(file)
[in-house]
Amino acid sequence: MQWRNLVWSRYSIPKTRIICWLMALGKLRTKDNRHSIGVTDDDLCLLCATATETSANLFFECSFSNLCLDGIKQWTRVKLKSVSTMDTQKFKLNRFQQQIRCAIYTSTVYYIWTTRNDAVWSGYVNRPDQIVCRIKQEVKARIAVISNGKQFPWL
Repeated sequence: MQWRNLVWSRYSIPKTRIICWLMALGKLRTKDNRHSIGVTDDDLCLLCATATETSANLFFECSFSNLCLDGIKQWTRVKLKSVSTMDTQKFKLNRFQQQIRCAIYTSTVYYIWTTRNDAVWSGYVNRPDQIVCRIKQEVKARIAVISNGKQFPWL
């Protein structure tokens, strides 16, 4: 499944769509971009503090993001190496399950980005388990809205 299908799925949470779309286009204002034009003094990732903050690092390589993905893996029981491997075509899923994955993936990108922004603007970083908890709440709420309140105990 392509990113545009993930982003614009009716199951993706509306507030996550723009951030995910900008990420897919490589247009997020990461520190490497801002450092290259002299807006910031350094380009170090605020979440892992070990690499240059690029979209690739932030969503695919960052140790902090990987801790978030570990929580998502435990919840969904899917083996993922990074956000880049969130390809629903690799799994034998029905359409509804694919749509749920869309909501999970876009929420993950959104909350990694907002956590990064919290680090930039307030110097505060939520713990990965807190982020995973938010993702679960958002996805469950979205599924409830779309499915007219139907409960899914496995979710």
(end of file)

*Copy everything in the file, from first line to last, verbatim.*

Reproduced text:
[in-house]
Amino acid sequence: MQWRNLVWSRYSIPKTRIICWLMALGKLRTKDNRHSIGVTDDDLCLLCATATETSANLFFECSFSNLCLDGIKQWTRVKLKSVSTMDTQKFKLNRFQQQIRCAIYTSTVYYIWTTRNDAVWSGYVNRPDQIVCRIKQEVKARIAVISNGKQFPWL
Repeated sequence: MQWRNLVWSRYSIPKTRIICWLMALGKLRTKDNRHSIGVTDDDLCLLCATATETSANLFFECSFSNLCLDGIKQWTRVKLKSVSTMDTQKFKLNRFQQQIRCAIYTSTVYYIWTTRNDAVWSGYVNRPDQIVCRIKQEVKARIAVISNGKQFPWL
């Protein structure tokens, strides 16, 4: 499944769509971009503090993001190496399950980005388990809205 299908799925949470779309286009204002034009003094990732903050690092390589993905893996029981491997075509899923994955993936990108922004603007970083908890709440709420309140105990 392509990113545009993930982003614009009716199951993706509306507030996550723009951030995910900008990420897919490589247009997020990461520190490497801002450092290259002299807006910031350094380009170090605020979440892992070990690499240059690029979209690739932030969503695919960052140790902090990987801790978030570990929580998502435990919840969904899917083996993922990074956000880049969130390809629903690799799994034998029905359409509804694919749509749920869309909501999970876009929420993950959104909350990694907002956590990064919290680090930039307030110097505060939520713990990965807190982020995973938010993702679960958002996805469950979205599924409830779309499915007219139907409960899914496995979710």